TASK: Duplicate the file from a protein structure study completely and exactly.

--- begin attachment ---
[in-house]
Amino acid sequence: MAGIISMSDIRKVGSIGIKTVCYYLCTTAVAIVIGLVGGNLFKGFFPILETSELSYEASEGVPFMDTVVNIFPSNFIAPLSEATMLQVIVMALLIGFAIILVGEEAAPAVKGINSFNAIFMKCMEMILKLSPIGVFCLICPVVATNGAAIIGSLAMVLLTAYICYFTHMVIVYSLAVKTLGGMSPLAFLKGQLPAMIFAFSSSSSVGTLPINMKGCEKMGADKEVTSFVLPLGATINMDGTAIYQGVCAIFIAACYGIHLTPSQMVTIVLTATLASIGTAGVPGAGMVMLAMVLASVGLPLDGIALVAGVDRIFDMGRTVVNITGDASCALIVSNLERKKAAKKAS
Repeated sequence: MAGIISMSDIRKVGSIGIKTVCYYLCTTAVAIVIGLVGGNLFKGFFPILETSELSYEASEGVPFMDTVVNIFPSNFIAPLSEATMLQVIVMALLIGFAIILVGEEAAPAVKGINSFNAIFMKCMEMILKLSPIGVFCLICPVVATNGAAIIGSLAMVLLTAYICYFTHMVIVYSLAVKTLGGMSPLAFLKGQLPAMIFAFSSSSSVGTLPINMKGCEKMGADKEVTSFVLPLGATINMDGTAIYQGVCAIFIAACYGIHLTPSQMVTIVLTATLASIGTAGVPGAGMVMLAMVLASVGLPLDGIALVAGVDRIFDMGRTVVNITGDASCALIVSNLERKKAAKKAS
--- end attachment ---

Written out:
[in-house]
Amino acid sequence: MAGIISMSDIRKVGSIGIKTVCYYLCTTAVAIVIGLVGGNLFKGFFPILETSELSYEASEGVPFMDTVVNIFPSNFIAPLSEATMLQVIVMALLIGFAIILVGEEAAPAVKGINSFNAIFMKCMEMILKLSPIGVFCLICPVVATNGAAIIGSLAMVLLTAYICYFTHMVIVYSLAVKTLGGMSPLAFLKGQLPAMIFAFSSSSSVGTLPINMKGCEKMGADKEVTSFVLPLGATINMDGTAIYQGVCAIFIAACYGIHLTPSQMVTIVLTATLASIGTAGVPGAGMVMLAMVLASVGLPLDGIALVAGVDRIFDMGRTVVNITGDASCALIVSNLERKKAAKKAS
Repeated sequence: MAGIISMSDIRKVGSIGIKTVCYYLCTTAVAIVIGLVGGNLFKGFFPILETSELSYEASEGVPFMDTVVNIFPSNFIAPLSEATMLQVIVMALLIGFAIILVGEEAAPAVKGINSFNAIFMKCMEMILKLSPIGVFCLICPVVATNGAAIIGSLAMVLLTAYICYFTHMVIVYSLAVKTLGGMSPLAFLKGQLPAMIFAFSSSSSVGTLPINMKGCEKMGADKEVTSFVLPLGATINMDGTAIYQGVCAIFIAACYGIHLTPSQMVTIVLTATLASIGTAGVPGAGMVMLAMVLASVGLPLDGIALVAGVDRIFDMGRTVVNITGDASCALIVSNLERKKAAKKAS